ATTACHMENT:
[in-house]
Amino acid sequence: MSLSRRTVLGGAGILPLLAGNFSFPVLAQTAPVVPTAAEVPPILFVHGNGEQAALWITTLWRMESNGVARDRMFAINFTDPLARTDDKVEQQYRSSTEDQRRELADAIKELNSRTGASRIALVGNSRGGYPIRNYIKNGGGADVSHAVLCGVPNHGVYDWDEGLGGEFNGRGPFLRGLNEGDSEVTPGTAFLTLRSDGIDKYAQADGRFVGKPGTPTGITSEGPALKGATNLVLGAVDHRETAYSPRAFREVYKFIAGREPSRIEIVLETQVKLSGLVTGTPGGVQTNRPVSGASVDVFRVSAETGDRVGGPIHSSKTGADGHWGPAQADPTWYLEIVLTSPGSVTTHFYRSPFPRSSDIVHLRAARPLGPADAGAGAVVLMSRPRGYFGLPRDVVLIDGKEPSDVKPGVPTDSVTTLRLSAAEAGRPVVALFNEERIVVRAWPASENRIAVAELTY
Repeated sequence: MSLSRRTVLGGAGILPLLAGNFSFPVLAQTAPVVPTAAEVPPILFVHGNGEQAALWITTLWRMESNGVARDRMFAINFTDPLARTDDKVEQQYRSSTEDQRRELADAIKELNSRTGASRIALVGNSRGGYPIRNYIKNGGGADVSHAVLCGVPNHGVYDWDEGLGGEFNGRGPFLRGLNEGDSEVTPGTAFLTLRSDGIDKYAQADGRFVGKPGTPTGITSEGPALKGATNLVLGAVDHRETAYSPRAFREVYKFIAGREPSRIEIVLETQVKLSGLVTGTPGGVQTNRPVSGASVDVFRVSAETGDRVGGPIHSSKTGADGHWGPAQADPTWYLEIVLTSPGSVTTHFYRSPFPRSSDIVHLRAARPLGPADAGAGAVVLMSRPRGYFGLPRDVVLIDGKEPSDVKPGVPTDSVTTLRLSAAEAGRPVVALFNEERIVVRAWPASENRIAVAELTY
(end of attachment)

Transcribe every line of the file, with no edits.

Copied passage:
[in-house]
Amino acid sequence: MSLSRRTVLGGAGILPLLAGNFSFPVLAQTAPVVPTAAEVPPILFVHGNGEQAALWITTLWRMESNGVARDRMFAINFTDPLARTDDKVEQQYRSSTEDQRRELADAIKELNSRTGASRIALVGNSRGGYPIRNYIKNGGGADVSHAVLCGVPNHGVYDWDEGLGGEFNGRGPFLRGLNEGDSEVTPGTAFLTLRSDGIDKYAQADGRFVGKPGTPTGITSEGPALKGATNLVLGAVDHRETAYSPRAFREVYKFIAGREPSRIEIVLETQVKLSGLVTGTPGGVQTNRPVSGASVDVFRVSAETGDRVGGPIHSSKTGADGHWGPAQADPTWYLEIVLTSPGSVTTHFYRSPFPRSSDIVHLRAARPLGPADAGAGAVVLMSRPRGYFGLPRDVVLIDGKEPSDVKPGVPTDSVTTLRLSAAEAGRPVVALFNEERIVVRAWPASENRIAVAELTY
Repeated sequence: MSLSRRTVLGGAGILPLLAGNFSFPVLAQTAPVVPTAAEVPPILFVHGNGEQAALWITTLWRMESNGVARDRMFAINFTDPLARTDDKVEQQYRSSTEDQRRELADAIKELNSRTGASRIALVGNSRGGYPIRNYIKNGGGADVSHAVLCGVPNHGVYDWDEGLGGEFNGRGPFLRGLNEGDSEVTPGTAFLTLRSDGIDKYAQADGRFVGKPGTPTGITSEGPALKGATNLVLGAVDHRETAYSPRAFREVYKFIAGREPSRIEIVLETQVKLSGLVTGTPGGVQTNRPVSGASVDVFRVSAETGDRVGGPIHSSKTGADGHWGPAQADPTWYLEIVLTSPGSVTTHFYRSPFPRSSDIVHLRAARPLGPADAGAGAVVLMSRPRGYFGLPRDVVLIDGKEPSDVKPGVPTDSVTTLRLSAAEAGRPVVALFNEERIVVRAWPASENRIAVAELTY